by RENALDO

As you’re reading this, you need to know that whatever you’re doing today is irrelevant.

Tonight represents a seminal moment in Bahamian history – we find out where Deandre Ayton (and the rest of the Bahamas) is headed for the foreseeable future.

Anything else that went down this week in this country has probably happened a few times before, just run by a different rich guy (y’all gotta chill).

This, however, is actual history tonight.

For as long as we’ve been aware that The Promise is a transcendent talent we’ve also been aware that we would be apprehensive about two milestones – where he decided to go to college for a few months and which franchise gets to have him on June 21st on #DREDAY.

Quick aside: Henceforth, the NBA Draft should only be referred to as #DREDAY, calling it anything else would be unpatriotic.

At this point, it doesn’t matter if you were ahead of the curve five years ago, or if you’re a hypebeast finding your way to the bandwagon this summer. We’re all in this together.

We get a first idea which city gets our support and our merchandising dollars for the next few years. Admittedly, as a Bahamian fanbase, we have trust issues (looking at you New Orleans).

I’m a millennial, so I don’t actually know anyone that actually still has cable, but somehow our tired, poor and huddled masses need to find their ways to a television with ESPN at 7:30pm for the Draft Lottery.

Which team wins the DeAndre Ayton sweepstakes will literally come down to who has the most balls. That’s not a Dickensian reference from some ne’er do well character, that’s literally how it happens.

Here’s how the NBA Draft Lottery works.

At 25 percent, the Phoenix Suns lead with the best odds for getting the top pick. The Memphis Grizzlies are second at 19.9 percent, the Dallas Mavericks are third at 13.8 percent, the Atlanta Hawks are fourth at 13.7 percent and the Orlando Magic round out the top five at 13.7 percent. The Bulls (5.3 percent), Kings (5.3), Cavs (2.8), Knicks (1.7), 76ers (1.1), Hornets (0.8), Pistons (0.7), Clippers (0.6) and Nuggets (0.5) all have outside chances to win the Ayton sweepstakes.

Both Ayton and Suns rising star Devin Booker has given voice to the fact that they would welcome the possibility of pairing together in Phoenix to create a 2018 and beyond version of Kobe and Shaq. The symmetry of that would be perfect for the Ayton family – high school, college and the NBA all in the same state.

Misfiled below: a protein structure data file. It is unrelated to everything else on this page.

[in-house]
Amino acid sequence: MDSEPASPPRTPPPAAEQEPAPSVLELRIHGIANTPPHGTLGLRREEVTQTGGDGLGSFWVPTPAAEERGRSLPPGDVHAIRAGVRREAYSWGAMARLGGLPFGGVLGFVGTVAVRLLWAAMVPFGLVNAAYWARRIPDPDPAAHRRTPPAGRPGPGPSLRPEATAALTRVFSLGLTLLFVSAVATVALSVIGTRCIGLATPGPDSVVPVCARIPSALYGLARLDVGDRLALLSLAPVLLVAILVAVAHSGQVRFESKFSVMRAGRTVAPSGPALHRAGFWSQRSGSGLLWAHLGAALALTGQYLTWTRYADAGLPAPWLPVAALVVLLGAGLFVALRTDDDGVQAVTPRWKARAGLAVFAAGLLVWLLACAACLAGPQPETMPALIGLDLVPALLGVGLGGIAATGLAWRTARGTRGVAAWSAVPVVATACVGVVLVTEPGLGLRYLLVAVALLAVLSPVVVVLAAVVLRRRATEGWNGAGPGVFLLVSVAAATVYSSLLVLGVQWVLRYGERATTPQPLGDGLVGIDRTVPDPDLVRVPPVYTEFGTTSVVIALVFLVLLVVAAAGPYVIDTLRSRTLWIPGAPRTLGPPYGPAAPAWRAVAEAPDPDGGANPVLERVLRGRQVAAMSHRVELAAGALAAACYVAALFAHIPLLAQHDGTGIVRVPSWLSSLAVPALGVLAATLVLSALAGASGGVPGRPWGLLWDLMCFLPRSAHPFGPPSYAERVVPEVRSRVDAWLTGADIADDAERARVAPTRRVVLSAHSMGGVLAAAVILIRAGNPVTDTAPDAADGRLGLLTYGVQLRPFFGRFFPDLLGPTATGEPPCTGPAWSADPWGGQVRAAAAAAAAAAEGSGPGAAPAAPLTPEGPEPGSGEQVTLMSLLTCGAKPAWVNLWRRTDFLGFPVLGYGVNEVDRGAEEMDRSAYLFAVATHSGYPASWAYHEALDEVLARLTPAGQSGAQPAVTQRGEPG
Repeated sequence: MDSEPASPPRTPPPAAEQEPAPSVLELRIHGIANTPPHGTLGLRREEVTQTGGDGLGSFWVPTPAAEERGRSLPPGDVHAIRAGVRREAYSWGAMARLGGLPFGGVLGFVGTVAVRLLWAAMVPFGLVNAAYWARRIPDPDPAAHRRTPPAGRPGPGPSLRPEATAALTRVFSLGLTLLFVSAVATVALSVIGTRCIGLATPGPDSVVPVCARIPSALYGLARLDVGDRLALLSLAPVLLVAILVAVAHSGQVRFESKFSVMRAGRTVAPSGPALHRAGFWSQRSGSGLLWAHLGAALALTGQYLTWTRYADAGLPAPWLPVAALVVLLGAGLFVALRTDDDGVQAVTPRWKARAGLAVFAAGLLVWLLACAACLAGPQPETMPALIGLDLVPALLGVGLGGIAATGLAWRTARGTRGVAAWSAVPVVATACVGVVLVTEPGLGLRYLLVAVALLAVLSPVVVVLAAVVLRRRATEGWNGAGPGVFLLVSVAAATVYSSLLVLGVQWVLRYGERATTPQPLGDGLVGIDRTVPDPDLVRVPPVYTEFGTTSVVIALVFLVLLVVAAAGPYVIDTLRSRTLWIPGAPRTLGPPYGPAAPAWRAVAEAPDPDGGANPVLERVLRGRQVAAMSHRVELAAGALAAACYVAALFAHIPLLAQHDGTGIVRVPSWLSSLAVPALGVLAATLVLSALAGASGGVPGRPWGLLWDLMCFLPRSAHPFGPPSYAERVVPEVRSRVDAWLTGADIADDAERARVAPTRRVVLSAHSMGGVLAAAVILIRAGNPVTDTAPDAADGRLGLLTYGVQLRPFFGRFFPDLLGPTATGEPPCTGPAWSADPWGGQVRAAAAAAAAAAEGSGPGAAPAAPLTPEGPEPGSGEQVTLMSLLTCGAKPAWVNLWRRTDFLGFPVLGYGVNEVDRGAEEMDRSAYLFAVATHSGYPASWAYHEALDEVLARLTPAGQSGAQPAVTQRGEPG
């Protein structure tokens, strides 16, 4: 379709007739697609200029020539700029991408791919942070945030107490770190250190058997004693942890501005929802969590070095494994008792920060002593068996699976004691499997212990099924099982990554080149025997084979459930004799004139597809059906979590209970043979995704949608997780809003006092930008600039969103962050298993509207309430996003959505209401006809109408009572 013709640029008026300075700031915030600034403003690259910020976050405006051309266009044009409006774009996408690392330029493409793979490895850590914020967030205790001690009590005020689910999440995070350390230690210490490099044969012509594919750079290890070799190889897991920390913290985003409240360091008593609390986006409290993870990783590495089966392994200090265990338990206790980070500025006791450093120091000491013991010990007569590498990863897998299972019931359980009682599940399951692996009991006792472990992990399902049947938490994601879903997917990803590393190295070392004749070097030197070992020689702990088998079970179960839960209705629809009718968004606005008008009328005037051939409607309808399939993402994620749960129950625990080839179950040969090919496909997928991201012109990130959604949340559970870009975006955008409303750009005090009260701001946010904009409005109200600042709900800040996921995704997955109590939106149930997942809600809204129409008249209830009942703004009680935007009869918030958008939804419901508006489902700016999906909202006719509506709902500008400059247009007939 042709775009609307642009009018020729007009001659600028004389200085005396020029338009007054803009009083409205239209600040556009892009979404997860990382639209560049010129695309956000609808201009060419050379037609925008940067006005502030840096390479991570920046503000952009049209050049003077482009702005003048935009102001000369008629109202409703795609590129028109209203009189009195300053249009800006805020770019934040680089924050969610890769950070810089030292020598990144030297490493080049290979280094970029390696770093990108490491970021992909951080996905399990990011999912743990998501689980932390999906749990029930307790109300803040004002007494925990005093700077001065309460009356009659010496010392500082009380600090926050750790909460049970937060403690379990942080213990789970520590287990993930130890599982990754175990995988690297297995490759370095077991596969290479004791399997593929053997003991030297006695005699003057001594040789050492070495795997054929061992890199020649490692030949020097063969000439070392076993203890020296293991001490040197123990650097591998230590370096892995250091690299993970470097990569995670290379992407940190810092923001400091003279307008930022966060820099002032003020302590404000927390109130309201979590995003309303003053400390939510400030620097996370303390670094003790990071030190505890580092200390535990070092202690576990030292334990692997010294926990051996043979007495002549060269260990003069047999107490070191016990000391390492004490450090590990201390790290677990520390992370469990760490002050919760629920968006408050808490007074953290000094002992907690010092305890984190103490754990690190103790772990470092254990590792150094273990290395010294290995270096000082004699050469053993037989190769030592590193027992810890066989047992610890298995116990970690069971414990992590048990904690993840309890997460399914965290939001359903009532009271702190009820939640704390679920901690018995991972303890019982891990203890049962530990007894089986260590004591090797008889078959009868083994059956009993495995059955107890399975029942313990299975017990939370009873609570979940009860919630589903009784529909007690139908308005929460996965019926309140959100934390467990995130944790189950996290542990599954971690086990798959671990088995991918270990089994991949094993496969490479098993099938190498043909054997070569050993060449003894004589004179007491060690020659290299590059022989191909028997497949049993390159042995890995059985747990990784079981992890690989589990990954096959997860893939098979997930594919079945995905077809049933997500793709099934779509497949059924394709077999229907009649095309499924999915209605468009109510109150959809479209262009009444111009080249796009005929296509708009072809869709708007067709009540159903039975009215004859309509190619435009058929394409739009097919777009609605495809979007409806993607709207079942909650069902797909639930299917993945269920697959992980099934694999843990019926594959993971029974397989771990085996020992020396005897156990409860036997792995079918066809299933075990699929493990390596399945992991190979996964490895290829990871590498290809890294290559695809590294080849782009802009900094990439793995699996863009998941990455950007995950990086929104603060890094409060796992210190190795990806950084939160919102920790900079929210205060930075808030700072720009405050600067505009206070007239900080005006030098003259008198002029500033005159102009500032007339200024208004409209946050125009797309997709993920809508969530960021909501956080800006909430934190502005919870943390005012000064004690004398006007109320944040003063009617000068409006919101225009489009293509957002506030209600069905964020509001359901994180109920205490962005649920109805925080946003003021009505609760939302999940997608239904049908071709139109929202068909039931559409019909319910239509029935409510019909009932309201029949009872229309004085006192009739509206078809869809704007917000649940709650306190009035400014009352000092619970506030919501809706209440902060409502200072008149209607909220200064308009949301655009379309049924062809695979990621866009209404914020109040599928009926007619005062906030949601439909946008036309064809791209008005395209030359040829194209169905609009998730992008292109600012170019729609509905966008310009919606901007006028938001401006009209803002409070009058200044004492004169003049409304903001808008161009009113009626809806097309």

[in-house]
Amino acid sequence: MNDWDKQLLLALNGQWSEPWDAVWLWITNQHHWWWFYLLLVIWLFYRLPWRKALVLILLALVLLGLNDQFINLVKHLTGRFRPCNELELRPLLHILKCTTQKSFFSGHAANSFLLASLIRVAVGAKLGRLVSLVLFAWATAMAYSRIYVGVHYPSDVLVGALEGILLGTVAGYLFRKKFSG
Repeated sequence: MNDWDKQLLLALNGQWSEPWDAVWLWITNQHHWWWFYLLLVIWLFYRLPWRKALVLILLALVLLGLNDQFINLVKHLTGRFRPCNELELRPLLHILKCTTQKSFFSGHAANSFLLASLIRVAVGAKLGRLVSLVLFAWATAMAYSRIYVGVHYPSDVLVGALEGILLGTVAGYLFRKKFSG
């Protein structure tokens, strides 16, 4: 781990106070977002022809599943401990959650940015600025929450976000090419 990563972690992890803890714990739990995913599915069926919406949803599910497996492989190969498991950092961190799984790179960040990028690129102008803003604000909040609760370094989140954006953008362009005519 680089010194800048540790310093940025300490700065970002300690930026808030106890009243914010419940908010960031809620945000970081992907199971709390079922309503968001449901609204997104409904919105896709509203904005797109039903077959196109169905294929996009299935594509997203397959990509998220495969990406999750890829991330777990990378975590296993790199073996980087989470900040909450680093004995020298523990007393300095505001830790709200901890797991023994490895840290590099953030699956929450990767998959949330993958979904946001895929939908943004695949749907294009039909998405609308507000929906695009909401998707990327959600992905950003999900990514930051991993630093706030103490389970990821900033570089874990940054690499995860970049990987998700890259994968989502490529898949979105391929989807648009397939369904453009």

Not so fast though.

The NBA welcomes its drama in every aspect. In a league where the players have the highest public profiles, the most power and the freedom to openly express themselves free of reprisal, the NBA not only encourages that drama but cultivates it.

Deciding where the next influx of talent plays could be as simple as the NFL does it in the most boring mundane manner, the worst record gets the top pick and we progress in ascending order until we get to the Super Bowl contestants.

The NBA lottery feeds into the drama through the lottery. This is what makes #DREDAY so appealing – the speculation, the uncertainty, and the foundation to deliver scorching hot takes.

The Promise could end up at any one of those aforementioned destinations. God bless you David Stern.

Stranger things have happened.

In 1993, the Magic had a 1.5 percent chance of getting the first pick – they did and they drafted Chris Webber, which eventually turned into Penny Hardaway. In 2008, the Bulls had a 1.7 percent chance to get the first pick – they did and they drafted Derrick Rose. As recently as 2014, the Cavs had just a 1.7 percent chance to get the top overall pick which became Andrew Wiggins.

Clearly, there’s a precedence for this and everyone is in play.

Ayton is a consensus top overall pick by every reputable scouting service in the projection business and even the non-reputable ones like 10YS.

Sure, he declined an invitation to participate in the combine this week in Chicago, but it shouldn’t matter. Everyone knows the resume by now: 20.1 points and 11.6 rebounds per game while shooting 61.6 percent from the field, “Karl Malone Power Forward” of the year, Associated Press First Team All-American. He was also the First Team All-American from the NABC, USBWA and Sporting News, Pac-12 Conference Player of the Year, Freshman of the Year and Most Outstanding Player of the conference tournament in the same season.

I know we’re all apprehensive because of what happened with Buddy and New Orleans. We don’t want to give that same energy to a franchise that’ll just eventually abandons us. That open flirtation between the Bahamas and the Pelicans’ social media team sold us on tons of Pelicans jerseys and paraphernalia all backed by the promise from the front office that Buddy would have a shot at replicating the magic of his tenure at Oklahoma. It was all a lie. The Pelicans had no plans for us…or Buddy. Sure, we felt unwanted and used at first, but now we’re not even mad at you New Orleans. We got over that breakup and now we’re on to so much more.

This relationship is different. When the Promise gets to a city on June 21, we’re there for good.

We have no idea where The Promise ends up in June, but that idea will begin to take shape tonight after the lottery shakes out.

The important thing here is that we get to have a month of reckless speculation, spark debates on social media, in barbershops or wherever you do your best arguing – we’re here for the debate.

We’ll follow through all month long as we bombard you with NBA Draft coverage all inspired by one very important question:

Dre…Where we gern?

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